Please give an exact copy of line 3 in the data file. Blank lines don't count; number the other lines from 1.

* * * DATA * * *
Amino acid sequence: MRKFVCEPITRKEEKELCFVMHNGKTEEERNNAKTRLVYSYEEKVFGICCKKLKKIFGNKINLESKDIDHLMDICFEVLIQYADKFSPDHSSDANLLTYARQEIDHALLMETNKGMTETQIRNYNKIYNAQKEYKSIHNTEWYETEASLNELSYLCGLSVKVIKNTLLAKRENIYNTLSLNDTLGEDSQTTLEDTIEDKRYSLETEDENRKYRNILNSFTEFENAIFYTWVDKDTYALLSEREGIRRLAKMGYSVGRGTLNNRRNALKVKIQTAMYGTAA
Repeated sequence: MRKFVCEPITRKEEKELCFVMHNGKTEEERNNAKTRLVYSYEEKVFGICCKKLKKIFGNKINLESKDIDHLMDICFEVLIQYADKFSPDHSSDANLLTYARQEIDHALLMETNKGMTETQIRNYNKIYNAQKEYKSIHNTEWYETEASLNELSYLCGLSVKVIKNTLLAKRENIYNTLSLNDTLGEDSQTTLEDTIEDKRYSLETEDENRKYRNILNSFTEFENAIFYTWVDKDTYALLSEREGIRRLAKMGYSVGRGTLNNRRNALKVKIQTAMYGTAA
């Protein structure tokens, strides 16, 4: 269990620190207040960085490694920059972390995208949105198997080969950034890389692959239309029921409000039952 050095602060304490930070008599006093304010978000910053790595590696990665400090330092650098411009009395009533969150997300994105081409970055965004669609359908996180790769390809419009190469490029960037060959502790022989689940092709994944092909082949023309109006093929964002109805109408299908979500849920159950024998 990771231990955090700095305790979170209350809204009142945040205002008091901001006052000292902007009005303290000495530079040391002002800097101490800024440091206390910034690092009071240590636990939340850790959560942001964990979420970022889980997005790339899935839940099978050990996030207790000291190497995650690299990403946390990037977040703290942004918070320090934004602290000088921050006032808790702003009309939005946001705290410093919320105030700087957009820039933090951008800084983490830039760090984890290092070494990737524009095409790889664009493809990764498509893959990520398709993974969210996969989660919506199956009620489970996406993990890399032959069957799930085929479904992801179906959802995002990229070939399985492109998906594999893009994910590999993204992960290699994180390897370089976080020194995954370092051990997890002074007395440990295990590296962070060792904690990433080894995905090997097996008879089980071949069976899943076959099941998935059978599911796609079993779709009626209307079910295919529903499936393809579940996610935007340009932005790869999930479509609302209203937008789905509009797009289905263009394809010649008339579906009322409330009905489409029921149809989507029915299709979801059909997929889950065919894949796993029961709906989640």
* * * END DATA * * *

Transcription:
């Protein structure tokens, strides 16, 4: 269990620190207040960085490694920059972390995208949105198997080969950034890389692959239309029921409000039952 050095602060304490930070008599006093304010978000910053790595590696990665400090330092650098411009009395009533969150997300994105081409970055965004669609359908996180790769390809419009190469490029960037060959502790022989689940092709994944092909082949023309109006093929964002109805109408299908979500849920159950024998 990771231990955090700095305790979170209350809204009142945040205002008091901001006052000292902007009005303290000495530079040391002002800097101490800024440091206390910034690092009071240590636990939340850790959560942001964990979420970022889980997005790339899935839940099978050990996030207790000291190497995650690299990403946390990037977040703290942004918070320090934004602290000088921050006032808790702003009309939005946001705290410093919320105030700087957009820039933090951008800084983490830039760090984890290092070494990737524009095409790889664009493809990764498509893959990520398709993974969210996969989660919506199956009620489970996406993990890399032959069957799930085929479904992801179906959802995002990229070939399985492109998906594999893009994910590999993204992960290699994180390897370089976080020194995954370092051990997890002074007395440990295990590296962070060792904690990433080894995905090997097996008879089980071949069976899943076959099941998935059978599911796609079993779709009626209307079910295919529903499936393809579940996610935007340009932005790869999930479509609302209203937008789905509009797009289905263009394809010649008339579906009322409330009905489409029921149809989507029915299709979801059909997929889950065919894949796993029961709906989640």